Into the Mystic…
My body was still fighting all of the sleeping pills I took for my flight over the Atlantic when the adrenaline kicked in as the green isle appeared through the plane’s windows. Like a cliché, Ireland was shrouded in mist along its coast, and I could make out small towns and villages nestled near the shore as we made our way towards Dublin. My legs tapped together uncontrollably while the couple next to me talked about the preparations they needed to take care of before they got back to their house. A few minutes later we were on the ground.
Going through security and customs was unbelievably simple and easy, with the officer at immigration displaying the overly nice Irish temperament by cracking jokes and telling me what a “brilliant time” I would be having. Shortly after, I had my luggage, went out the front doors, and got onto a bus to take me into Dublin’s city center. When I stepped on the bus the radio was playing Thin Lizzy’s “The Boys Are Back In Town” and I thought there couldn’t be a better way to welcome me to Ireland than that. Once I arrived in the city center, right at Trinity College in fact, my attempt at trying to navigate through local and tourist-filled streets with two large pieces of luggage being dragged behind me was not the most engaging task, especially since I got off at the wrong stop and thus I had to walk an extra fifteen minutes past Trinity to Butler’s office on the other side of Merrion Square, but still I endured.
After a few small adventures on my part, the people at Butler’s office took me over to my flat on Whitefriar Street, which to give a perspective is just about a block from the beautiful Saint Patrick’s Cathedral. I can’t begin to describe the joy I felt when I saw the flat I would be spending the next seven or eight months in. Right next to a number of run down and beat up apartments, my place was quite modern in style and came complete with its own concierge and electronic security gate to the outside. Inside it was just as marvelous, if not even more so. It wasn’t huge by any means, but for just two people it was clearly more than enough. Said other person in the “we” there will join the story a bit later. Two bedrooms, two complete bathrooms, a living room with a television, two couches, wireless, a small dining table, and the most delightfully cute kitchen that has just about anything one could need or want as a college student, except for perhaps a device that magically creates pizza.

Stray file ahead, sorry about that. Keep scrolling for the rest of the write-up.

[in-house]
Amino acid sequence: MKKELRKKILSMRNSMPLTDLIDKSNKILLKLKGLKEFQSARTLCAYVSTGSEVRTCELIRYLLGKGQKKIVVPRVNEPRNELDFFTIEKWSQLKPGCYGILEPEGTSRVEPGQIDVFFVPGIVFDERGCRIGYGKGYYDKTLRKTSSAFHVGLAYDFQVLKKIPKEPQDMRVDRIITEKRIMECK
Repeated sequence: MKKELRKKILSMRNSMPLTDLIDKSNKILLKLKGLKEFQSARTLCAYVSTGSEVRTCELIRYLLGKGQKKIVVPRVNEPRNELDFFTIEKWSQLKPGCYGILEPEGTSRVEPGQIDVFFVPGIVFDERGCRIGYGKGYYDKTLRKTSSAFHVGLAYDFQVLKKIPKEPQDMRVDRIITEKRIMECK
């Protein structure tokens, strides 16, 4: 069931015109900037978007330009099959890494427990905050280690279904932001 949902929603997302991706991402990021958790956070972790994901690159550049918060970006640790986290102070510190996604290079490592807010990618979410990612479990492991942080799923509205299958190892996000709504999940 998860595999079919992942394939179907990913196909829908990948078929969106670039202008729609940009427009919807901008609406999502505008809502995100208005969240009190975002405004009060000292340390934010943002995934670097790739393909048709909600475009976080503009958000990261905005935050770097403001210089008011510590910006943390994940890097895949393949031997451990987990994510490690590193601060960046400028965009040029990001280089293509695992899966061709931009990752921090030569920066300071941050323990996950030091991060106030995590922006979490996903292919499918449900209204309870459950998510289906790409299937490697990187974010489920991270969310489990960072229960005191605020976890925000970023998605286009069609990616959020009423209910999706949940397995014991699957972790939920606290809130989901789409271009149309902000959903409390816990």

I spent the evening with two friends from high school who were in Dublin for a few days. We caught up over dinner, bangers and mash for myself, and Guinness at the Brazen Head, which claims to be Dublin’s oldest pub. It isn’t. It was great fun though. The following day I was on my own, running around trying to find grocery stores and build up supplies for the next few days, and for the year as well. To say my flat is in a wonderful location is an understatement, by about a hundred fold. A seven or ten minute walk from campus means I can get back and forth whenever I want without worry or real effort on my part. Most students at Trinity College Dublin, also called the University of Dublin, live off campus, often at home, and are anywhere from a twenty minute walk to an hour-long bus ride or more. For reference, some friends of mine that I met who are going through Arcadia live about thirty or so minutes away by foot. I do believe I win in this instance.